by Dr. Walt Warnick on Tue, 24 Jun, 2008
I would like to share news of groundbreaking proportion on the subject of accelerating scientific progress. On June 12, 2008, in Seoul, Korea, OSTI, along with national and international partners, formally established the WorldWideScience Alliance, a multilateral governance structure for the global science gateway WorldWideScience.org (WWS).
First, let me provide a brief history. As many of you know, over its 60+ year history, OSTI has built very large collections of energy-related scientific and technical information, emanating primarily from the work of DOE and its predecessor agencies. We have made these collections available through our own sophisticated web products, and their popularity and use among scientists and science-attentive citizens is well documented - with 80 million transactions per year.
In a similar way, other U.S. federal science agencies and, indeed, other STI organizations around the world have built their own databases and other web products to provide electronic access to their own R&D results. While these efforts address individual STI organizations' mandates to provide public access to their R&D information, such decentralized efforts have left the typical scientist/citizen in a dilemma - a dilemma which, we believe, actually impedes the rate of scientific progress.
The dilemma is that no single scientist can be expected to be aware of the hundreds of high-quality STI sources on the web. Moreover, even if a person were aware of all of these sources, he or she simply wouldn't have the time to search them one-by-one to find the scientific knowledge that will help accelerate his or her own efforts. And, finally, this scientist will not be able to find the large majority of these resources through typical search engines (such as Google, Yahoo!, MSN, etc.) because most scientific databases are only accessible in the "deep web."
A partial solution to this dilemma, at least as it relates to U.S. federal science databases, was developed in 2002 with the interagency portal Science.gov. It was made possible by a novel web architecture, called federated search. Over the six years since its introduction, Science.gov now provides a single point of access to the databases and web resources of 13 federal science agencies - some 50 million pages of research accounting for 98 percent of the federal science budget. Developed and maintained by OSTI with the able assistance of Deep Web Technologies, Science.gov uses federated searching and precision relevance ranking technology as a cost-efficient means of providing simultaneous access to decentralized information resources. The rapid maturation of web based federated searching has been made possible by funding from the DOE Small Business Innovation Research Program.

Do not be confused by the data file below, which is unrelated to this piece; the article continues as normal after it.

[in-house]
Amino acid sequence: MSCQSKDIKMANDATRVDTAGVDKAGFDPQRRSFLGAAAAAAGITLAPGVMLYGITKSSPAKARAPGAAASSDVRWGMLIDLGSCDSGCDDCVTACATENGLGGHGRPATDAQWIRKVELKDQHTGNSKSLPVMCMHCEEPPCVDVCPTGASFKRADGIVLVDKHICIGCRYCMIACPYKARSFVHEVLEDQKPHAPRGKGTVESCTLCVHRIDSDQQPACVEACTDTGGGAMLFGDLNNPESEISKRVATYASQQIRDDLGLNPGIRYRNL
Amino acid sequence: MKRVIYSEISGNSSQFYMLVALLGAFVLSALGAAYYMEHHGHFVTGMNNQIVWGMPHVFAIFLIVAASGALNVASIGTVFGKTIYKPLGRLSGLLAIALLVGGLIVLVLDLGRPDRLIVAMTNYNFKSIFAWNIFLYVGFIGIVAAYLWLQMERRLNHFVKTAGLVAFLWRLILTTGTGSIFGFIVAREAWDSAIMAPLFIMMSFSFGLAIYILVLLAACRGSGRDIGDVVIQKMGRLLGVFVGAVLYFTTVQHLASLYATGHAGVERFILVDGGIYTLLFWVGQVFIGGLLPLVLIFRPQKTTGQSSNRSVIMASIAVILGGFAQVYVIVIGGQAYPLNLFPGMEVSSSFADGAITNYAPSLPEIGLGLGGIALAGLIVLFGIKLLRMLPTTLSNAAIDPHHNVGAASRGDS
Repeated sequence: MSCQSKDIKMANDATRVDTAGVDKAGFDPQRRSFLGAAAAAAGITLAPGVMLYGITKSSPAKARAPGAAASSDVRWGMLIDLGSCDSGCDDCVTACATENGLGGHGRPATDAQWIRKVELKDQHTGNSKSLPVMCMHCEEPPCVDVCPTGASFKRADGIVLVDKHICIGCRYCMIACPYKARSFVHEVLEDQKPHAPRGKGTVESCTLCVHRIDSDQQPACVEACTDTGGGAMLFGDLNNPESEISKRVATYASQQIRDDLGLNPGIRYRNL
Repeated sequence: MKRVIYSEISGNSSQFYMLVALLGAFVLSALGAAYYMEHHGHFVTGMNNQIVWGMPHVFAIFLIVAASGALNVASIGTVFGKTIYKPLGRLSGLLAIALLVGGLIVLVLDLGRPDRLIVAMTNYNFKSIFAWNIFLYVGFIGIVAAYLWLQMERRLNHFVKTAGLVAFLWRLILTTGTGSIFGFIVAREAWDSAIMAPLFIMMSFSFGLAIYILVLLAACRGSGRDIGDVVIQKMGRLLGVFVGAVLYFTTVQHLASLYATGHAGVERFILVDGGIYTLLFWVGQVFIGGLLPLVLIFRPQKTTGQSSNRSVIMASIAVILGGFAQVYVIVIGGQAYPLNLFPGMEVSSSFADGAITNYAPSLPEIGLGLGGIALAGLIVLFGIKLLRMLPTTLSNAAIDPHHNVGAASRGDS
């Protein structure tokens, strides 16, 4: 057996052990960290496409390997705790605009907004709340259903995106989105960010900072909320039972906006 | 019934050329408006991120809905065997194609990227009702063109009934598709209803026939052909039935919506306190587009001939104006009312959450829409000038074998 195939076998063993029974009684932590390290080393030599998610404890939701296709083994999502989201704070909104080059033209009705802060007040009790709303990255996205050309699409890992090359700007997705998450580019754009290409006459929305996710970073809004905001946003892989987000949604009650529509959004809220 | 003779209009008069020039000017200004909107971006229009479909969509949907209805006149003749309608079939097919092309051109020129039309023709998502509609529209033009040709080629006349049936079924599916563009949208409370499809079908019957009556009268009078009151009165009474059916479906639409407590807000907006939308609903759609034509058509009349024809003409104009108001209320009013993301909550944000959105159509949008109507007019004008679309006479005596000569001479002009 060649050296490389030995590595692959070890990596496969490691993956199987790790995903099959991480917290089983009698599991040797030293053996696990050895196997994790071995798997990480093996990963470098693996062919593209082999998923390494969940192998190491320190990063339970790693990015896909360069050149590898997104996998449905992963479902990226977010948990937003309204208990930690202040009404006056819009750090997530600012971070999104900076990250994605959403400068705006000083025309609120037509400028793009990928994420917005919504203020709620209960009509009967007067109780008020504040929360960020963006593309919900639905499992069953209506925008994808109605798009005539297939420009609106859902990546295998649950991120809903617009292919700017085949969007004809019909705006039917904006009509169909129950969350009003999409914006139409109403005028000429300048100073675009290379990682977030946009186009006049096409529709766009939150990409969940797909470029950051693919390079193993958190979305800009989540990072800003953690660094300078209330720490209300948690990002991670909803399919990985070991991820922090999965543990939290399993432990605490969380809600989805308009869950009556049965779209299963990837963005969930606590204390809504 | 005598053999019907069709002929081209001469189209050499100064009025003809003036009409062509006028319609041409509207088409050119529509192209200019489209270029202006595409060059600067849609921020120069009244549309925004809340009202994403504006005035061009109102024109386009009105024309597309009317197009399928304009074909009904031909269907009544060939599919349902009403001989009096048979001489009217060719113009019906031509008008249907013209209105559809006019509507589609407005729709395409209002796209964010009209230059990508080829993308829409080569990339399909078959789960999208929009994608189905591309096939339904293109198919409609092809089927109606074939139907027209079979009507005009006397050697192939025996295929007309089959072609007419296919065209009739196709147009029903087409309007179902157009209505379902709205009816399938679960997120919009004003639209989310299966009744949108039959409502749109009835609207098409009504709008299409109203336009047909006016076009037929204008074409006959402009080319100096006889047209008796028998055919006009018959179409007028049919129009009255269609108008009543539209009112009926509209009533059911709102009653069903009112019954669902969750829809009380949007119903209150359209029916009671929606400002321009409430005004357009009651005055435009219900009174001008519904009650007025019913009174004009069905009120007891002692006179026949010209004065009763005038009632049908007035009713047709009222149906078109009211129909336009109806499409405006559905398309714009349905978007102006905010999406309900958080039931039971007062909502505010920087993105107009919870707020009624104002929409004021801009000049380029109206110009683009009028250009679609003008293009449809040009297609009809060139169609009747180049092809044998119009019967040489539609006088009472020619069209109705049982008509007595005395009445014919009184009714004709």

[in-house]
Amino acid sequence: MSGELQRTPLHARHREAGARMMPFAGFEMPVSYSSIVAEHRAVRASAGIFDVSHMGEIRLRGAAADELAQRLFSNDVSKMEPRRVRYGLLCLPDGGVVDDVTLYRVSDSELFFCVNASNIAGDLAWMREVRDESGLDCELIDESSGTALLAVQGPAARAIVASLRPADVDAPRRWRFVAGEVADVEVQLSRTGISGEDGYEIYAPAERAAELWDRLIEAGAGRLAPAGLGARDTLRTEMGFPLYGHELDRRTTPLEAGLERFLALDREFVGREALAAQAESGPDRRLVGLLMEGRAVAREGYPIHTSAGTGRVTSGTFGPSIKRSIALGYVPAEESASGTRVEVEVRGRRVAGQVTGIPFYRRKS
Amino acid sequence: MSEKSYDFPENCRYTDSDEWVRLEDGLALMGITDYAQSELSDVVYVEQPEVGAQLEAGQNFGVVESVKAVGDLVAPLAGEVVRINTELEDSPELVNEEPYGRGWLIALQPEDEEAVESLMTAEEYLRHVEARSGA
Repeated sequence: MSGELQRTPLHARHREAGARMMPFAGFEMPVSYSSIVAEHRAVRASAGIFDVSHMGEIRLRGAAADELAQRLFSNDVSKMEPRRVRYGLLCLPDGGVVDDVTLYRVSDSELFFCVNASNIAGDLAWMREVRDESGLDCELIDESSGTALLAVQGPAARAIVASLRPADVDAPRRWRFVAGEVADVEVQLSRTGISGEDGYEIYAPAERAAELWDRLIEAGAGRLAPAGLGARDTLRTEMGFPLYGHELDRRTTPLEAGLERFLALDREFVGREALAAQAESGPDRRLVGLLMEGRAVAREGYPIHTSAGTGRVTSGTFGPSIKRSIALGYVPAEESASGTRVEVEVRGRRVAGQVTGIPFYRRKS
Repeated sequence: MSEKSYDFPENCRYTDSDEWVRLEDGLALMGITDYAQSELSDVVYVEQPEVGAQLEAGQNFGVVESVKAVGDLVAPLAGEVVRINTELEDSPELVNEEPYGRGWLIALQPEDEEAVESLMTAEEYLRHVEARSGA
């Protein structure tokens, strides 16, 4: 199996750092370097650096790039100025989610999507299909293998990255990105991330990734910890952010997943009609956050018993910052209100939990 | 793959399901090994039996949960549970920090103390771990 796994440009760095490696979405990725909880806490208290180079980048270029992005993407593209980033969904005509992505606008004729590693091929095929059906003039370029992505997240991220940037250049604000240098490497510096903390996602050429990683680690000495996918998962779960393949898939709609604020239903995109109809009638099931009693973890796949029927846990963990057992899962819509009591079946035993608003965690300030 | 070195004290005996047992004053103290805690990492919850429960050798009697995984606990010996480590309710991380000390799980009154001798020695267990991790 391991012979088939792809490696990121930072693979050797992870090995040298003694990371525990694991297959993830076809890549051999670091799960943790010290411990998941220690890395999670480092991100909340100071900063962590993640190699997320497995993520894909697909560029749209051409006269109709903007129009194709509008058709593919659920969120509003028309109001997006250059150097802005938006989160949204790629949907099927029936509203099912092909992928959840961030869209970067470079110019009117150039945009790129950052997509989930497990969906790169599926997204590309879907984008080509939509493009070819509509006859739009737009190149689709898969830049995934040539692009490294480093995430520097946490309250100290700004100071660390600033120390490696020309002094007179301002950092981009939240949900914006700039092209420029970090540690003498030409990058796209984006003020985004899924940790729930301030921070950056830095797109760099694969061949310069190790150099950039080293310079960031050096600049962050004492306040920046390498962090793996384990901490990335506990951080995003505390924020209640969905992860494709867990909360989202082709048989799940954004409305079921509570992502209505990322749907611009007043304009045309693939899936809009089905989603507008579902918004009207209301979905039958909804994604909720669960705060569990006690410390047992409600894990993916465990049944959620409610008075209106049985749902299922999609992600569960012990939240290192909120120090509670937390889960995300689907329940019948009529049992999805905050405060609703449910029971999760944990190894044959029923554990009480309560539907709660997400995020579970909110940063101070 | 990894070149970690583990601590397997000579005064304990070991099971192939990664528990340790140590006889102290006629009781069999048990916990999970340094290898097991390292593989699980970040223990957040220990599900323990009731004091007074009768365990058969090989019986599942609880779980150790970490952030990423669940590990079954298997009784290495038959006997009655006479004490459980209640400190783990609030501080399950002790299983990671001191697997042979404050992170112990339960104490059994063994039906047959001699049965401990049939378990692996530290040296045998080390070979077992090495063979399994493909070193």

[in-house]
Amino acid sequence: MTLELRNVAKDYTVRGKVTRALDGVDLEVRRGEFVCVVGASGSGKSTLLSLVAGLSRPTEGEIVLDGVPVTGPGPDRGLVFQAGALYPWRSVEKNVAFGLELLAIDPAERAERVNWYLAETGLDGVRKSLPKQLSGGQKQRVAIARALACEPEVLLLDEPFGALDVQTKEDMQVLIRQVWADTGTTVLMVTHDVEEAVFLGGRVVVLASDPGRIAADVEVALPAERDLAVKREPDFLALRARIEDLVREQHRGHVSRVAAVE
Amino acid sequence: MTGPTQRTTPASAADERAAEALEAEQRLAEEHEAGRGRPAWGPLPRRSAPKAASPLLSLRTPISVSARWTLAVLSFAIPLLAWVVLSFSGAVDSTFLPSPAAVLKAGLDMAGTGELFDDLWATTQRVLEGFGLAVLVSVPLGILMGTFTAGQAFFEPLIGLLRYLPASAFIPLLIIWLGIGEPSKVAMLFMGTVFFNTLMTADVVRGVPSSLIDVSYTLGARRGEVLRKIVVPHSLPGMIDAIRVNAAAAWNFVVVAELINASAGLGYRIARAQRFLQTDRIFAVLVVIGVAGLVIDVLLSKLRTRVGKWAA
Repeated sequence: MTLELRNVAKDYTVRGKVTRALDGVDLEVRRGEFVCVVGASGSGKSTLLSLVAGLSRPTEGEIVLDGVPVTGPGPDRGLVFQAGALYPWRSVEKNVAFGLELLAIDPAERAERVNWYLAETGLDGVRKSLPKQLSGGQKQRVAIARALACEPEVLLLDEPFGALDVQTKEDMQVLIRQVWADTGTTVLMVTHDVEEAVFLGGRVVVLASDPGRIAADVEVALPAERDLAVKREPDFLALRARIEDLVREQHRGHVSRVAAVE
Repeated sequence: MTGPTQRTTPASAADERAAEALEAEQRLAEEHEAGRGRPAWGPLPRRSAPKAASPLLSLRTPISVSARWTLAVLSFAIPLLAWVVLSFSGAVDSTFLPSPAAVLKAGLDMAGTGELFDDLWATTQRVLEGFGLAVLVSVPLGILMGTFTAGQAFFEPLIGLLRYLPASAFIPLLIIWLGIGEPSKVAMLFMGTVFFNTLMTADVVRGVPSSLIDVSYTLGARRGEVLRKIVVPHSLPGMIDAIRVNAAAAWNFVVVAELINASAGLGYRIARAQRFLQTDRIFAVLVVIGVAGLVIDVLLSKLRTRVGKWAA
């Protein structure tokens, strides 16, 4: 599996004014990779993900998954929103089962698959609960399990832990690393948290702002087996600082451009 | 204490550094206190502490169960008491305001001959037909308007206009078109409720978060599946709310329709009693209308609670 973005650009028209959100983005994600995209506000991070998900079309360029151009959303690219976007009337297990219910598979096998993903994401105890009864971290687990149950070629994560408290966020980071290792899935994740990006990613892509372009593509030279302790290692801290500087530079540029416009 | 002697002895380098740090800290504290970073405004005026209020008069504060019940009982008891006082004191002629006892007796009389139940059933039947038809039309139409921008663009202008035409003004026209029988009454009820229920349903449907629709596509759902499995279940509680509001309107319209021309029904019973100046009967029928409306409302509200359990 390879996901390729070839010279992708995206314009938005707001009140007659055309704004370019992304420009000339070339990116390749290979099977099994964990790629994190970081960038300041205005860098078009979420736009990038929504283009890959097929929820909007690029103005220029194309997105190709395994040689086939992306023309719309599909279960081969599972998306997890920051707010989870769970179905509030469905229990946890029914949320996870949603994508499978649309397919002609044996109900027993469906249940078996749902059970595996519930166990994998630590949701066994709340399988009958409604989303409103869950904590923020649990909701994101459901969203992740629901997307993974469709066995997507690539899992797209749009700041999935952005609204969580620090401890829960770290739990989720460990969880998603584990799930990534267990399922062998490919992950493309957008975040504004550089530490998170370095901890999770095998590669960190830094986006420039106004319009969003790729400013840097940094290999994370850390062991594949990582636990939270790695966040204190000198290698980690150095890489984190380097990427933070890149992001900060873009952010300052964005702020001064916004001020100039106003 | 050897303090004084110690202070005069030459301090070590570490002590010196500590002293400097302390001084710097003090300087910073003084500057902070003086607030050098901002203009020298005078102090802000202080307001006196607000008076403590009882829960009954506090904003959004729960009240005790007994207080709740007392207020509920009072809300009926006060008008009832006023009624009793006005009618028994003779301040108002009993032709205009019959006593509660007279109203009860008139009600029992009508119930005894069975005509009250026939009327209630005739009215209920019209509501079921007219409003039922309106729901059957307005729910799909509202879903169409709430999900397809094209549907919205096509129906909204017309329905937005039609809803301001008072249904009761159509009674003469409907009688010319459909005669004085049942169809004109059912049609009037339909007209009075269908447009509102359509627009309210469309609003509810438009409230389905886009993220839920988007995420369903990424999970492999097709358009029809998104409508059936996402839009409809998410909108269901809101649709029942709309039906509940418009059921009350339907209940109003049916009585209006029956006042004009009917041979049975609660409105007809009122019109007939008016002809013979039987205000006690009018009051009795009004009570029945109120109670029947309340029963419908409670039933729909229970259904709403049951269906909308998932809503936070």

With WorldWideScience.org, the solution for government information resources is now complete. Two years ago at the annual conference of the International Council for Scientific and Technical Information (ICSTI), I proposed a vision for a "Science.world," a global extension of the national model of Science.gov. Later that year, the British Library expressed a desire to partner with the Department of Energy in this endeavor, and in January 2007, U.S. Under Secretary of Energy Ray Orbach went to London to sign a bilateral statement of intent with the Chief Executive of the British Library, Dame Lynne Brindley. The two officials invited other nations to join in this partnership.